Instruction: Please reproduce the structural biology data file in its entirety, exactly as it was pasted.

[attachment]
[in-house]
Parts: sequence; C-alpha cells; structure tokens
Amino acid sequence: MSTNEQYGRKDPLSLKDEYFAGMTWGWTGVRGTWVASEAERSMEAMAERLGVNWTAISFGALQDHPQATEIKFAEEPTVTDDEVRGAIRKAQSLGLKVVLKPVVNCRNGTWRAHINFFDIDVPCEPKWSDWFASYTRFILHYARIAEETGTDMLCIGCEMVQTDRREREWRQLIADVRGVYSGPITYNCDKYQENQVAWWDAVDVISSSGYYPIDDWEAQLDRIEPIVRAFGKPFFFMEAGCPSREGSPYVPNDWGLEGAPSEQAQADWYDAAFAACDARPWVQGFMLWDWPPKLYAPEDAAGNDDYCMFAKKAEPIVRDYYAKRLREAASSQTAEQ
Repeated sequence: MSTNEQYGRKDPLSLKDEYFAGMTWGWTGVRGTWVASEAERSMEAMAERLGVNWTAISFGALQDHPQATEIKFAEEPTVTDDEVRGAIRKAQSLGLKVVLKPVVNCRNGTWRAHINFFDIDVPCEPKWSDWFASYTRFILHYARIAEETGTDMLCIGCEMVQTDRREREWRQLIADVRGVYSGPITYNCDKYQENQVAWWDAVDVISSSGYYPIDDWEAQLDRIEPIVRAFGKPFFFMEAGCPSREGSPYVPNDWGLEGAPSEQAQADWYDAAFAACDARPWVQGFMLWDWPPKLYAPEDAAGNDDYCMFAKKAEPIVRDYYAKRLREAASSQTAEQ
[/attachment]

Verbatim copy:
[in-house]
Parts: sequence; C-alpha cells; structure tokens
Amino acid sequence: MSTNEQYGRKDPLSLKDEYFAGMTWGWTGVRGTWVASEAERSMEAMAERLGVNWTAISFGALQDHPQATEIKFAEEPTVTDDEVRGAIRKAQSLGLKVVLKPVVNCRNGTWRAHINFFDIDVPCEPKWSDWFASYTRFILHYARIAEETGTDMLCIGCEMVQTDRREREWRQLIADVRGVYSGPITYNCDKYQENQVAWWDAVDVISSSGYYPIDDWEAQLDRIEPIVRAFGKPFFFMEAGCPSREGSPYVPNDWGLEGAPSEQAQADWYDAAFAACDARPWVQGFMLWDWPPKLYAPEDAAGNDDYCMFAKKAEPIVRDYYAKRLREAASSQTAEQ
Repeated sequence: MSTNEQYGRKDPLSLKDEYFAGMTWGWTGVRGTWVASEAERSMEAMAERLGVNWTAISFGALQDHPQATEIKFAEEPTVTDDEVRGAIRKAQSLGLKVVLKPVVNCRNGTWRAHINFFDIDVPCEPKWSDWFASYTRFILHYARIAEETGTDMLCIGCEMVQTDRREREWRQLIADVRGVYSGPITYNCDKYQENQVAWWDAVDVISSSGYYPIDDWEAQLDRIEPIVRAFGKPFFFMEAGCPSREGSPYVPNDWGLEGAPSEQAQADWYDAAFAACDARPWVQGFMLWDWPPKLYAPEDAAGNDDYCMFAKKAEPIVRDYYAKRLREAASSQTAEQ